Subject: Calculus

Substitution Rule

Substitution rule is a method of solving a complicated integral or antiderivatives. This works like a charm especially for integral functions that are composite. Substitution rule is very much alike to inverse chain rule method. However, inverse chain rule method has problems.

The Problem

If you have an integral of the form

\int f(g(x))g'(x)dx

then how would you solve that using inverse chain rule method and other previous methods? We still can't solve that one with current knowledge of doing integration that's why let us study substitution rule to help us solve such integral.

The solution and how it works...

Let us find solution to the integral depicted above by substitution technique. Let u=g(x), then let us differentiate u by,


Putting this into the integral above, we get

\int f(g(x))g'(x)dx=\int f(u)du

See! By doing substitution method, we simplify the integral consisting of a complicated function because of the composite function f(g(x)). The integral now looks very simple, clean and easy to integrate.


As with all of Mathematics and Sciences, the best way to start to get your head around a new concept is to look and study many illustrations and examples and the most effective way to be able to apply the new idea is to do many problems and exercises. Let before doing your own exercise, let me give you an illustration on how to do substitution method.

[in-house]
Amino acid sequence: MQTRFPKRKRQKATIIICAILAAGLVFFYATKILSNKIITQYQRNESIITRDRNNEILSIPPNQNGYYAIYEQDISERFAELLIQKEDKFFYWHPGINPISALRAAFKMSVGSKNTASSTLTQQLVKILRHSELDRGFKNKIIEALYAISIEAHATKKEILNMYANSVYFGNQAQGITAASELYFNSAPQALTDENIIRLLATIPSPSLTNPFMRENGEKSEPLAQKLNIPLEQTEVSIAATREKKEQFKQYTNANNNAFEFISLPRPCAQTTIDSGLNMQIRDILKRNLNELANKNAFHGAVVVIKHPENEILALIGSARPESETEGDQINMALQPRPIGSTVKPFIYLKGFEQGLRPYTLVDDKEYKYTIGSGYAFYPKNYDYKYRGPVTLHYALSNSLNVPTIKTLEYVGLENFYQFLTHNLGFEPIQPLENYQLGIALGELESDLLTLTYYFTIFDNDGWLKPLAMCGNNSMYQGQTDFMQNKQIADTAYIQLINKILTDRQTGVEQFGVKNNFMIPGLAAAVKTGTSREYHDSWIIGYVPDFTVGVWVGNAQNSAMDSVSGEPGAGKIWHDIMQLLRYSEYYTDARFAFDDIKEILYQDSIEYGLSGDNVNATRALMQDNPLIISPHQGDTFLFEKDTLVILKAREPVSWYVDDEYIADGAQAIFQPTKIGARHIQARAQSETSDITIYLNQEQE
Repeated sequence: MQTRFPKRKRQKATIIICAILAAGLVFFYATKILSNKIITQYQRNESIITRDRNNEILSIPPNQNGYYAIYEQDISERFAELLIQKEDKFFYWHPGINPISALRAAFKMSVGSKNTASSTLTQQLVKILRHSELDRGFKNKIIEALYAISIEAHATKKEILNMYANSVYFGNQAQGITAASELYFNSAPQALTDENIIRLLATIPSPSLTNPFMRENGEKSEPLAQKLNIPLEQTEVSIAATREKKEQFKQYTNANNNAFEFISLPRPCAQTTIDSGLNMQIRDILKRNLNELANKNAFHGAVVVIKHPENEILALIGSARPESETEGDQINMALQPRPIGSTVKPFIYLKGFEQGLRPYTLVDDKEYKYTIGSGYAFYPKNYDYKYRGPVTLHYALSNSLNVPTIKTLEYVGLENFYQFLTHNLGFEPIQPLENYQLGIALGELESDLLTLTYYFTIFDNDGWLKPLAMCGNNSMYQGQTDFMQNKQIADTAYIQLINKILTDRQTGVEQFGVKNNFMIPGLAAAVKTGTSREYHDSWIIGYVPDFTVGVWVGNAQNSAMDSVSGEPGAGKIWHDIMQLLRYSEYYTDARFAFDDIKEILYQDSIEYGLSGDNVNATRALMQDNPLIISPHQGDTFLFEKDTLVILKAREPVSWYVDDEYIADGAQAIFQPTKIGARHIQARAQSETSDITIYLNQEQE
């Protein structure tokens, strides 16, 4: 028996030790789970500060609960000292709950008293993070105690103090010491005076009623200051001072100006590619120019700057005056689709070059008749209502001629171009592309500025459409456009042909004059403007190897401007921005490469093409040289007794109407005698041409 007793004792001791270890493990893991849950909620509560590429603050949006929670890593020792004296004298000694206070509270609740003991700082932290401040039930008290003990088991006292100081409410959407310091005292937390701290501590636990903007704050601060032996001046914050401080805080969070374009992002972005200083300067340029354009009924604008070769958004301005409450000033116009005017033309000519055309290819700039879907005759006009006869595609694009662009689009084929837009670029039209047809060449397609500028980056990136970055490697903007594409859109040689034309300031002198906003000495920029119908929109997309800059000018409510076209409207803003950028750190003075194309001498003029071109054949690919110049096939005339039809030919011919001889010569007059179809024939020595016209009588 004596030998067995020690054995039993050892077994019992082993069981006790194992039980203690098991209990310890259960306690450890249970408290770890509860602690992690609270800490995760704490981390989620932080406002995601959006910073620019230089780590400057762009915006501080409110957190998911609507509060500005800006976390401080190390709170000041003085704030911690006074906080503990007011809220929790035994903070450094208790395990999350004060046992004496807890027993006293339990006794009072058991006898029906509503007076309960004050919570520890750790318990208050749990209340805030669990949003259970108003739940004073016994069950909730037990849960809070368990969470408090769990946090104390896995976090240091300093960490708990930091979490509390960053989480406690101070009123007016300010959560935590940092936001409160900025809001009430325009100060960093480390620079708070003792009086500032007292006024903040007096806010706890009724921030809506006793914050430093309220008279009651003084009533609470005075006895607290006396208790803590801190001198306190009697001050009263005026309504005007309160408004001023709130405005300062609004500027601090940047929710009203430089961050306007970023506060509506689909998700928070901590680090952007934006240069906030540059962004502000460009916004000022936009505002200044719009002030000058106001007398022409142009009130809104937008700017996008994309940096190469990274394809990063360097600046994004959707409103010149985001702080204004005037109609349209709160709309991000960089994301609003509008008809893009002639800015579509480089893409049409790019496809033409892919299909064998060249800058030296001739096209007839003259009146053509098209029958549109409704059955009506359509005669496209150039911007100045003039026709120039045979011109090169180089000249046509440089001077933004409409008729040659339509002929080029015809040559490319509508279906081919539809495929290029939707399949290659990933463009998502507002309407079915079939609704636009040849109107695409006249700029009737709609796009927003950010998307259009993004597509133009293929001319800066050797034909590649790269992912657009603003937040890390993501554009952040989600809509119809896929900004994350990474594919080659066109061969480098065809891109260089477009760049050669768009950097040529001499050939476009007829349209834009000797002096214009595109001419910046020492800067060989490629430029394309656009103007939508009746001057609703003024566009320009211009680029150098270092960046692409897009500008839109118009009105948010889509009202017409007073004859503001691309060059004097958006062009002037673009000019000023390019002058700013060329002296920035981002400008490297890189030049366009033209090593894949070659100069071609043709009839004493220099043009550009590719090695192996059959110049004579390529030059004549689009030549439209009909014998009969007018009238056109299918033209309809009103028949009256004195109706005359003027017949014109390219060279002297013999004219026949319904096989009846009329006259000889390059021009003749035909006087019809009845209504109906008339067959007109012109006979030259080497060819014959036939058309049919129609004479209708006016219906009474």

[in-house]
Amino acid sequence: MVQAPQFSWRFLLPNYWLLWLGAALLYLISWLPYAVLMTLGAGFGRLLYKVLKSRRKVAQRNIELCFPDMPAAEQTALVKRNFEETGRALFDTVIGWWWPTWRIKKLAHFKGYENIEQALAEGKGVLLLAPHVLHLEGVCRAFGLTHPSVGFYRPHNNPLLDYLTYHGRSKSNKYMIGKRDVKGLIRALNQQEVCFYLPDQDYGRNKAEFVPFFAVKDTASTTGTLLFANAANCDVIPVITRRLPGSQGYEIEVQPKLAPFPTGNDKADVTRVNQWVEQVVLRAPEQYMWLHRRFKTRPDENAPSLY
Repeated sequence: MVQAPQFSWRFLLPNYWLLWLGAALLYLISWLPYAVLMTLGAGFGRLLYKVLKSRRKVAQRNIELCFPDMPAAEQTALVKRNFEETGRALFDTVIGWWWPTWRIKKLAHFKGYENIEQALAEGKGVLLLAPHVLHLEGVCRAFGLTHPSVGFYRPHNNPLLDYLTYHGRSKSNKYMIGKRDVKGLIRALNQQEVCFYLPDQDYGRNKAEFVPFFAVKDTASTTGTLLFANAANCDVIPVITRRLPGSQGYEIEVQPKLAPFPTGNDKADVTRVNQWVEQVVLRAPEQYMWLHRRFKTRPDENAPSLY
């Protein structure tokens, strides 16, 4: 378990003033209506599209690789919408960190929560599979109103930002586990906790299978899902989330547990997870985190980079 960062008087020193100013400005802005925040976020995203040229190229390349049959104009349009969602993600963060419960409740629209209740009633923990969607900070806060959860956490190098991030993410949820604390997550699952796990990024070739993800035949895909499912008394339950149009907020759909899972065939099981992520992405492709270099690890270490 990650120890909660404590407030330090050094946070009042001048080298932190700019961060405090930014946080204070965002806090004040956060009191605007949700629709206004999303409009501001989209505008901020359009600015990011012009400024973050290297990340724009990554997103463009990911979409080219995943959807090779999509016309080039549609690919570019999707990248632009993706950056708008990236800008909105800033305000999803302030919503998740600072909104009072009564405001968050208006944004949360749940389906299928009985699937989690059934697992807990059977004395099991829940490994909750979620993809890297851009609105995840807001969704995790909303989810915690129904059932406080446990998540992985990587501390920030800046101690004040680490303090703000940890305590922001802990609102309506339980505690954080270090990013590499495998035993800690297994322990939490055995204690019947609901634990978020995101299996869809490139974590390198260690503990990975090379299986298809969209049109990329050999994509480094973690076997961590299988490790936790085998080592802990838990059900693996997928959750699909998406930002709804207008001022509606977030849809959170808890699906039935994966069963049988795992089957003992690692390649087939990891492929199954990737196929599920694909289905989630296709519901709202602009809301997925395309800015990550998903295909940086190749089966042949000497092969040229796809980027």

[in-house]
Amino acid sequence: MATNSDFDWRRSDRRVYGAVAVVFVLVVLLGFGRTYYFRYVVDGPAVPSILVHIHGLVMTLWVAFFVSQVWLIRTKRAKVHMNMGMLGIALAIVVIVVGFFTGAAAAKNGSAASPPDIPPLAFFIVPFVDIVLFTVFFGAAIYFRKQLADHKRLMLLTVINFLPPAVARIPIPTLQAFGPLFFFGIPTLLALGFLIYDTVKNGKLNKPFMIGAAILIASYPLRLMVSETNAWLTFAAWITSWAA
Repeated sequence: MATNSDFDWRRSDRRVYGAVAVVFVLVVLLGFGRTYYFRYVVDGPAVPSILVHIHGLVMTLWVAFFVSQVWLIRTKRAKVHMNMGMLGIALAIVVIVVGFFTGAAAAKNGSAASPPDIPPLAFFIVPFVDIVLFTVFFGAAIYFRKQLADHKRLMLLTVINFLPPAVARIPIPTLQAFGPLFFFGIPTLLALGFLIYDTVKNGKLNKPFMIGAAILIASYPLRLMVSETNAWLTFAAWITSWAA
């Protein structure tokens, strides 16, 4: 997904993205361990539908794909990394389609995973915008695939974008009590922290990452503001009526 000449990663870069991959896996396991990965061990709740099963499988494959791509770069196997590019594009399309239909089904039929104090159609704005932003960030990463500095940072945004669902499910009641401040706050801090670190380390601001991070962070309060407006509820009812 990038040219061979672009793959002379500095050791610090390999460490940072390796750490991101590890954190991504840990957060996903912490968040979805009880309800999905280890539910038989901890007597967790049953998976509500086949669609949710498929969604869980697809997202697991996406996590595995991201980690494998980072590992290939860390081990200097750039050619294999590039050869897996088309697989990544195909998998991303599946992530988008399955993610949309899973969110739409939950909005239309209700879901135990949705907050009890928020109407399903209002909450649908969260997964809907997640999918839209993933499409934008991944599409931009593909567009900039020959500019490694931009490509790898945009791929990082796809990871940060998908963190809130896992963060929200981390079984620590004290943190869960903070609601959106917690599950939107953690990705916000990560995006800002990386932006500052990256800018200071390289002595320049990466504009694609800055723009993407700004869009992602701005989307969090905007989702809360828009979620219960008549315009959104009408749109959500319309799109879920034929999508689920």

Say, we are to evaluate the following integral

\int x\sin(2+x^2)dx

You can suggest any method but I will do substitution method. Let u=2+x^2 such that du=2xdx. This gives xdx=\frac{du}{2}.

Thus, our integral would become

x\sin(2+x^2)dx=\int \sin{u}\frac{du}{2}
=\frac{1}{2}\int \sin{u}du

Putting back u=2+x^2, we get

\int x\sin(2+x^2)dx= -\cos(2+x^2)+C

Example #1

Evaluate: \int e^{\cos{x}}\sin{x}dx

We let \cos{x}=u then du=-sin{x}dx, such that the integral above would take the form

\int e^{u}(-du)dx=-\int e^{u}du

And we know that

-\int e^{u}du=-e^{u}+C

Putting back \cos{x}=u, then

\int e^{\cos{x}}\sin{x}dx=-e^{\cos{x}}+C

Example #2

Calculate the following integral using substitution rule: \int 2x\sqrt{x^2+5}dx

ANSWER: \int 2x\sqrt{x^2+5}dx=\frac{2}{3}(x^2+5)^{3/2}+C

Example #3

Solve using substitution method: \int \tan{x}dx

We know that



\int \tan{x}dx=\frac{\sin{x}}{\cos{x}}dx

Let u=\cos{x} such that du=-\sin{x}dx. Therefore,

\int \tan{x}dx=-\int \frac{1}{u}du

which is very easy to solve.

-\int \frac{1}{u}du=-\ln{u} +C

Putting back u= \cos{x}, we get



\int \tan{x}dx=-\ln{\cos{x}}+C

Example #4

Solve: \int (1-\frac{1}{s})e^{s-\ln{s}}ds

ANSWER: \int (1-\frac{1}{s})e^{s-\ln{s}}ds=e^{s-\ln{s}}+C

Example #5

Integrate: \int -\sin{w}\ln{|\cos{w}|}dw

ANSWER: \int -\sin{w}\ln{|\cos{w}|}dw=\cos{w}\ln{|\cos{w}|}-\cos{w}+C

NEXT TOPIC: Differentiation under the integral sign